Seen in the final two panels of the June 12, 1960 episode, keep an eye on the blonde mademoiselle. With her mask off, she’s certainly something to behold (as Kevin soon learns).
I’m not exactly sure how Kevin leapt down from from that gizmo (seemingly hoisting him onto the ship) faster than the barrel and crates could fall, but his efforts were rewarded quite handsomely.
Issue No. 2 of the French comic book Big Horn follows the same format as its predecessor. In addition to Warren Tufts’ title comic, it also features John Wheeler’s KID COLORADO and Kreigh Collins’ KEVIN LE HARDI (“Kevin the Bold“).
Because these comic books are so thick (132 pages), they don’t scan very well. These images are photos I took outside with the comic book spread flat beneath a piece of plexiglass. Leading off is BIG HORN.
Full- or half-page ads separate the comic book’s features, which include a text-heavy short story. BIG HORN is followed by the more graphic KID COLORADO.
Once again, KEVIN LE HARDI brings up the rear of the book. It leads off with another nicely illustrated opener—but I can’t immediately peg which episode it came from.
The action picks up where it left off in No. 1, partway through the September 30, 1951 episode.
As before, the panels’ original sequence has been edited, with some of them omitted completely.
(Sorry about the glare in the images—I was taking the pictures on a relatively balmy day in mid-January).
Page 117 was devoted to the splash panel that was featured in an all-time great episode (October 28, 1951).
An oft-mentioned line in biographies of Kreigh Collins is that he employed his wife, Thersa, as a model. The comic book’s final panel is a good example—the close-up of the princess dressed as a commoner. The previous panel was likely posed by Teddy as well. While I can’t vouch for the décolletage, my grandmother did have a very slight build.
Despite the caption at the bottom of the final panel, this was not the end of the episode—it went on for another nine weeks. That action is featured in Big Horn No. 3.
Finalement, congratulations to Emmanuel Macron on his reelection as President of France.
Finding new foreign versions of KEVIN THE BOLD is exciting, but someone else doing the research and taking the time to send me scans of a new incarnation of Kevin is incredible. A huge thank you to my friend Arnaud from the Netherlands, who sent me scans of an entire comic book. In addition to the images, Arnaud provided me with a load of background information on the other comics included, for which I am also grateful.
Sjors No. 45 was published in November, 1968, and this issue is likely the only one to feature Kreigh Collins’ hero, renamed KEVIN O’KELLY for the Dutch market. I always wonder if my grandfather was aware of these overseas publications, but no doubt he would have had a particular fondness for this one. Kreigh’s wife, Theresa, was born in Michigan, but her parents had both emigrated from the Netherlands c. 1900. The envelope of a mid-1940’s Christmas card from Kreigh to “Teddy” didn’t have her name on it, but had an illustration of a pair of wooden shoes.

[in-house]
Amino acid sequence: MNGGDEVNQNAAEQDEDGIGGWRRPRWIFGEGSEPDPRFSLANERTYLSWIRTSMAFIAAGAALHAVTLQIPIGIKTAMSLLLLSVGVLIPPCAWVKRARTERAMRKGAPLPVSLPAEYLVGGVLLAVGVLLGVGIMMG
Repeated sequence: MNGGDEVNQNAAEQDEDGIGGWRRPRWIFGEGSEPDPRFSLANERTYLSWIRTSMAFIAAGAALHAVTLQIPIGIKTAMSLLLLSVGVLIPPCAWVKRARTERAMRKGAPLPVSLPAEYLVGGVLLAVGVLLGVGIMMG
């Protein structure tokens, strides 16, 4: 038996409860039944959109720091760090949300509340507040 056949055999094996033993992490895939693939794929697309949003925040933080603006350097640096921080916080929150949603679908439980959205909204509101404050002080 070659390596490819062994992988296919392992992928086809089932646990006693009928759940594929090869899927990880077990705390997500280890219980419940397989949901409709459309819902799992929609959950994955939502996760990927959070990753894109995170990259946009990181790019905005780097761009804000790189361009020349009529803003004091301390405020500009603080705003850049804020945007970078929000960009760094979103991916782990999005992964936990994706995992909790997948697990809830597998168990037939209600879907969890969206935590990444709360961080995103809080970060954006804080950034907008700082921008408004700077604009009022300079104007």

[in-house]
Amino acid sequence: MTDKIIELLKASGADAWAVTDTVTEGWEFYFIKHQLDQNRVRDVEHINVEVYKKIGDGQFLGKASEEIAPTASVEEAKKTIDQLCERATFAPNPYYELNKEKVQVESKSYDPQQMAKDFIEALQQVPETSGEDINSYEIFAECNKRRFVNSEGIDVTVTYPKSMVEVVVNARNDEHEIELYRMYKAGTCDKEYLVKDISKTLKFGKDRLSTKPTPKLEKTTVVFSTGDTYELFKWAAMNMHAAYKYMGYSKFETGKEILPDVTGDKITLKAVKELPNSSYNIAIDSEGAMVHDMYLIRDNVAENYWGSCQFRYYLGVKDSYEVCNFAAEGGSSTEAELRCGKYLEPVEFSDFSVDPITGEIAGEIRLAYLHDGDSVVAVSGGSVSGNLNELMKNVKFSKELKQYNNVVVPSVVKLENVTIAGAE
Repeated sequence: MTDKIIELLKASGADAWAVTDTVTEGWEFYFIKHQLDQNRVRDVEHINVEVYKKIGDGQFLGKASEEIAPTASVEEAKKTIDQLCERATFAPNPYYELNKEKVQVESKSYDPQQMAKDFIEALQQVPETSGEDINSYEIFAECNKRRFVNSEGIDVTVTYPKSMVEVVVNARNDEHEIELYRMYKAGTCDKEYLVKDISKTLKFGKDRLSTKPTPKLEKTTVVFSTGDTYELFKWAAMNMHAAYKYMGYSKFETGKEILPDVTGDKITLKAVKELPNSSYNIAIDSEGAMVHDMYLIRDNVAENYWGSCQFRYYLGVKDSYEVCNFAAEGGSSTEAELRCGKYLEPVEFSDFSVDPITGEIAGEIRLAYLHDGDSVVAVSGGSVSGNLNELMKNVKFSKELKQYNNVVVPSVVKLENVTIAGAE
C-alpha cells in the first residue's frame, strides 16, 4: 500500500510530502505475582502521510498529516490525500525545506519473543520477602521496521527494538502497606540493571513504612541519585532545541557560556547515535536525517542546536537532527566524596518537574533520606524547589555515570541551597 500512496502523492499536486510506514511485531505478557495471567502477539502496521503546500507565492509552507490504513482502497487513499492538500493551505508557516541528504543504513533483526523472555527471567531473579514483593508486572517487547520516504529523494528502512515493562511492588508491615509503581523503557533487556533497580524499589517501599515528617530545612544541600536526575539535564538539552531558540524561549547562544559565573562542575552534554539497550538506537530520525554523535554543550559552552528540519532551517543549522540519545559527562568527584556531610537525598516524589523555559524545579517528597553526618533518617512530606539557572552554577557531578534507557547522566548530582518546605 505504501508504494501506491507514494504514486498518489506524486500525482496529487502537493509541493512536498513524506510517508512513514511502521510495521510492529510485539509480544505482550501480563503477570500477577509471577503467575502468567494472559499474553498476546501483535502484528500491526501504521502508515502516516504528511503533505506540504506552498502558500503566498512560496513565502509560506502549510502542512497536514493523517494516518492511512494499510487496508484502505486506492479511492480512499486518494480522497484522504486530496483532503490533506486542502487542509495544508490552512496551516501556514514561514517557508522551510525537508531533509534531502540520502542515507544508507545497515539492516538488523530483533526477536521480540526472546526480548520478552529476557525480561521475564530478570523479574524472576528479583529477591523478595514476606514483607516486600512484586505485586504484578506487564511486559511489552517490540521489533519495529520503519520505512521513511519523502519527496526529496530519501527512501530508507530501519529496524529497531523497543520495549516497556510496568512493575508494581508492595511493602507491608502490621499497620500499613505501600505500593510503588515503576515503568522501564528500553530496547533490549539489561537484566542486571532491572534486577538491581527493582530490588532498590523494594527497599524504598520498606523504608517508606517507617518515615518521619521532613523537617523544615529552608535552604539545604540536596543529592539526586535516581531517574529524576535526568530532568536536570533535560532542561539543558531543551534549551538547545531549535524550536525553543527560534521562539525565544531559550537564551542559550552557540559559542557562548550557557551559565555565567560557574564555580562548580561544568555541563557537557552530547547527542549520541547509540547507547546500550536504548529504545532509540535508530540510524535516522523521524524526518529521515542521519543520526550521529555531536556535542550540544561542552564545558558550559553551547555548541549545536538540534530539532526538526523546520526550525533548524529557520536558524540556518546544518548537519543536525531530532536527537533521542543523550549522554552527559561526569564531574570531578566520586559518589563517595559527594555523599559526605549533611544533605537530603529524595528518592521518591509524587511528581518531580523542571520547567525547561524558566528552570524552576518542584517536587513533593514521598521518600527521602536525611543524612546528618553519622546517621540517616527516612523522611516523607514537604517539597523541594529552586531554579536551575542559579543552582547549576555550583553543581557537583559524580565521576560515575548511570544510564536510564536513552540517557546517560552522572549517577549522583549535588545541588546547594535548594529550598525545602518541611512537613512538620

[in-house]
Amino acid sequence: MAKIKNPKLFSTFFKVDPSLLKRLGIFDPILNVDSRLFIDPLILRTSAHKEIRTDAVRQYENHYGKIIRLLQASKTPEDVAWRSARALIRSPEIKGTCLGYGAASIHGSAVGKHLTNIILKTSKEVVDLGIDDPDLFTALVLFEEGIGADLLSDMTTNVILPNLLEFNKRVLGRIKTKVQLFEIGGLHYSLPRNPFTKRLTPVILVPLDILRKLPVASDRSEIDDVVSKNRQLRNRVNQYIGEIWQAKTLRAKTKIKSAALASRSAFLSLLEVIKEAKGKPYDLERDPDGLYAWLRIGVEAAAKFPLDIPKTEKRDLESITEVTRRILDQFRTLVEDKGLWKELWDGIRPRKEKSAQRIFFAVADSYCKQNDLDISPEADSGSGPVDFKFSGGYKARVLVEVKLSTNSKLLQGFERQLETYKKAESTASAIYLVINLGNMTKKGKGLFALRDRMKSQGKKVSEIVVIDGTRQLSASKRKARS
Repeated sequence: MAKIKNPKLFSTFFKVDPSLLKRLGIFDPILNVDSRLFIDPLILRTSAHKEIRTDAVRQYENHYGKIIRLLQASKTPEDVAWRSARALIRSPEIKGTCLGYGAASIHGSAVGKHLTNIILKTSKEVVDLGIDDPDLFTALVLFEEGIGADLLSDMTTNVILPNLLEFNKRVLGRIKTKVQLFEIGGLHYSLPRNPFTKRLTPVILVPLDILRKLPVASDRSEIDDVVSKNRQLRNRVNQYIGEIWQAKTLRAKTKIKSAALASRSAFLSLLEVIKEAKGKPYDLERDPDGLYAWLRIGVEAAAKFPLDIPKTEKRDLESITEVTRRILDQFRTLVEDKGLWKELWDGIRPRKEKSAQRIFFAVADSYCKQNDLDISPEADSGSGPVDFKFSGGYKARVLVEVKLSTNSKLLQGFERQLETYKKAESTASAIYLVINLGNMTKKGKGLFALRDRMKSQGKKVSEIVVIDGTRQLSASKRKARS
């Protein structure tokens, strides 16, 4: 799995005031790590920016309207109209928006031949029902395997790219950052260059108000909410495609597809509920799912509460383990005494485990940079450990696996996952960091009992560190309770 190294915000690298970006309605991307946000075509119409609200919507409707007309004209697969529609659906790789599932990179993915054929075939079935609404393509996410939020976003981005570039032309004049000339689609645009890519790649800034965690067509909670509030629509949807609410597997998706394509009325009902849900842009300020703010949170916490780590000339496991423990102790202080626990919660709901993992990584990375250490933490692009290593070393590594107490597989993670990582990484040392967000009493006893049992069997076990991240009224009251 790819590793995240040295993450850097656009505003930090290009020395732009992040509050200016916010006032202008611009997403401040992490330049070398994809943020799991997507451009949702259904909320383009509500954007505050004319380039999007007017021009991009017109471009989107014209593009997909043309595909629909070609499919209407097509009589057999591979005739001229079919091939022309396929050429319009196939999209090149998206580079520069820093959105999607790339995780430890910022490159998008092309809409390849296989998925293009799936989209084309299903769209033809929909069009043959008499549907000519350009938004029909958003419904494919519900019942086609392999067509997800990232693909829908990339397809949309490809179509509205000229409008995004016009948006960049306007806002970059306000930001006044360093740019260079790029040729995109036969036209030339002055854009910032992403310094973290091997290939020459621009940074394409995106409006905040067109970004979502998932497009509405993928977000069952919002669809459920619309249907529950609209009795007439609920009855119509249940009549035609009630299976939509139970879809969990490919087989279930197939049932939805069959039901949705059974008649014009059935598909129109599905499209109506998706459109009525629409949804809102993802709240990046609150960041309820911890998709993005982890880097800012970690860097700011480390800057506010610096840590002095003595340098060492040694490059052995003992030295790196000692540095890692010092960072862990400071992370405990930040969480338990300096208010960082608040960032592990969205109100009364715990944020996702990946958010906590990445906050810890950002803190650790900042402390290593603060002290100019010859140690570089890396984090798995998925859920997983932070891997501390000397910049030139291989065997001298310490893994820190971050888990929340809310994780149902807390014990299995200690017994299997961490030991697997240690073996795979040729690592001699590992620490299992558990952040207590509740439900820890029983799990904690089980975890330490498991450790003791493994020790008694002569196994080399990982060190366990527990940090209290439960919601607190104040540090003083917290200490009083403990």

The comic book’s cover illustration was created by Bert Bus, a Dutch comic legend who specialized in science fiction comics (CLIFF RENDALL, 1963–1965; and LANCE BARTON, 1967–1968). Outside of the Netherlands, he is known only for his take on ROBOT ARCHIE, originally a British comic strip. Besides the four spreads featuring KEVIN O’KELLY, Sjors No. 45 featured about a dozen other comic titles, plus a couple of extras, a “Parade of Stars” that featured current music acts, a page on sports cars, and a crossword puzzle.
I dig the Electric Prunes, but wasn’t familiar with the Eddysons (a bubblegum pop group from Rotterdam with at least one charming music video) or David Garrick, a British musician who achieved some success in Germany and the Netherlands (his video is also pretty sweet).
KEVIN O’KELLY begins on page 4, and consists of 13 KEVIN THE BOLD episodes from early 1966, condensed somewhat to fit a comic book format.
Much of the original artwork for late-period KEVIN THE BOLD is included Syracuse University Library’s Special Collections Research Center, including most of the episodes featured in Sjors No. 45.
I have not yet featured this story arc so these colorful Dutch renderings will have to suffice for now.
Besides the editing done by resequencing and eliminating certain panels, another difference is the elimination of any monochromatic or two-tone panels that widely appeared in the originals. The result is a much more colorful story presentation.
The March 13, 1966 episode features the splash panel that inspired Bert Bus’ cover illustration. That episode also includes a nasty bit of violence by the thuggish Gar against the lovely Nancy—but fear not, soon enough the brave lass gets sweet revenge with a small sledge hammer.
Next up is a version of BILLY BUTNER, by the British cartoonist Reg Parlett, renamed BILLIE TURF for the Dutch market, and a host of other comics for which I have no background information.
The final spread, above, contains the comic book’s titular comic, the Dutch version of Martin Branner’s PERRY WINKLE. Originally titled SJORS, the name changed to SJORS EN SJIMMIE when the Black character Sjimmie was added to the strip. Unfortunately, Sjimmie was originally drawn as a racial stereotype, but a year later (1969), his appearance changed so that it was less offensive.
The back cover featured SKIPPY DE KANGOEROE, who apparently knew how to surf.
Thanks again to Arnaud for the scans and background information, and apologies for this hastily-written post.
As he helps Brett gather wood, notice that Kevin is wearing long leather gloves.
Yet as he rushes into action and confronts Vasco, Kevin is barehanded.
Below, regarding “Kevin’s quick action”—it must mean the speed he put his leather gloves back on!
When it comes to dispatching villains, it is usually someone other than Kevin who delivers the fatal blow. Having such a noble character, it is no surprise that Kevin’s request to the King benefits someone other than himself. The sequence ends happily with a wedding, and the action transitions to a chapter that will introduce a character who will play a large part in many of Kevin’s future adventures—King Henry VIII of England.